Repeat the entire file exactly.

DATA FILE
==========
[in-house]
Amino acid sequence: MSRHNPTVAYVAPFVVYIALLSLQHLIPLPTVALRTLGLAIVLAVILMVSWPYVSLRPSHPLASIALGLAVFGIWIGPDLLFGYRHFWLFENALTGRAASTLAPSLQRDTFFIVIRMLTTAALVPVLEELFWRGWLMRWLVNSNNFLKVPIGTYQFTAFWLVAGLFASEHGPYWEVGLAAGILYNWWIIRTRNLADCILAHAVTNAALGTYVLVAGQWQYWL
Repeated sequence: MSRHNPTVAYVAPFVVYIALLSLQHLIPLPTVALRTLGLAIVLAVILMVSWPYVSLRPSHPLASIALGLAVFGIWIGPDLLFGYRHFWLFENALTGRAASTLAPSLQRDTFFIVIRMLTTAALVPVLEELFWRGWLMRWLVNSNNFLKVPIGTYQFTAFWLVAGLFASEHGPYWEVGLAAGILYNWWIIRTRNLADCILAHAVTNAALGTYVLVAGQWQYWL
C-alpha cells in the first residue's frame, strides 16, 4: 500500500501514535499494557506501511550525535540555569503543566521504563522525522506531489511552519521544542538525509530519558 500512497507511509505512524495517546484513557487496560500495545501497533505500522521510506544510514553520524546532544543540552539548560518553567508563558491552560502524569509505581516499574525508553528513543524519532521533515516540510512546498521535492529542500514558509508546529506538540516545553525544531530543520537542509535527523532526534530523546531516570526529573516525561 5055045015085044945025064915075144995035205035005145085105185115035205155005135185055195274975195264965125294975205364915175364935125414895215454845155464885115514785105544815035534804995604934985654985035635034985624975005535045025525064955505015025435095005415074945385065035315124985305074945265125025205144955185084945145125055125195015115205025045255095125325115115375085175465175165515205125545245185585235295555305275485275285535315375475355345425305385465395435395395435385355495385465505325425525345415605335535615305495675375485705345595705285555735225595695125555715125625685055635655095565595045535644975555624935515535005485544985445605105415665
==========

[in-house]
Amino acid sequence: MSRHNPTVAYVAPFVVYIALLSLQHLIPLPTVALRTLGLAIVLAVILMVSWPYVSLRPSHPLASIALGLAVFGIWIGPDLLFGYRHFWLFENALTGRAASTLAPSLQRDTFFIVIRMLTTAALVPVLEELFWRGWLMRWLVNSNNFLKVPIGTYQFTAFWLVAGLFASEHGPYWEVGLAAGILYNWWIIRTRNLADCILAHAVTNAALGTYVLVAGQWQYWL
Repeated sequence: MSRHNPTVAYVAPFVVYIALLSLQHLIPLPTVALRTLGLAIVLAVILMVSWPYVSLRPSHPLASIALGLAVFGIWIGPDLLFGYRHFWLFENALTGRAASTLAPSLQRDTFFIVIRMLTTAALVPVLEELFWRGWLMRWLVNSNNFLKVPIGTYQFTAFWLVAGLFASEHGPYWEVGLAAGILYNWWIIRTRNLADCILAHAVTNAALGTYVLVAGQWQYWL
C-alpha cells in the first residue's frame, strides 16, 4: 500500500501514535499494557506501511550525535540555569503543566521504563522525522506531489511552519521544542538525509530519558 500512497507511509505512524495517546484513557487496560500495545501497533505500522521510506544510514553520524546532544543540552539548560518553567508563558491552560502524569509505581516499574525508553528513543524519532521533515516540510512546498521535492529542500514558509508546529506538540516545553525544531530543520537542509535527523532526534530523546531516570526529573516525561 5055045015085044945025064915075144995035205035005145085105185115035205155005135185055195274975195264965125294975205364915175364935125414895215454845155464885115514785105544815035534804995604934985654985035635034985624975005535045025525064955505015025435095005415074945385065035315124985305074945265125025205144955185084945145125055125195015115205025045255095125325115115375085175465175165515205125545245185585235295555305275485275285535315375475355345425305385465395435395395435385355495385465505325425525345415605335535615305495675375485705345595705285555735225595695125555715125625685055635655095565595045535644975555624935515535005485544985445605105415665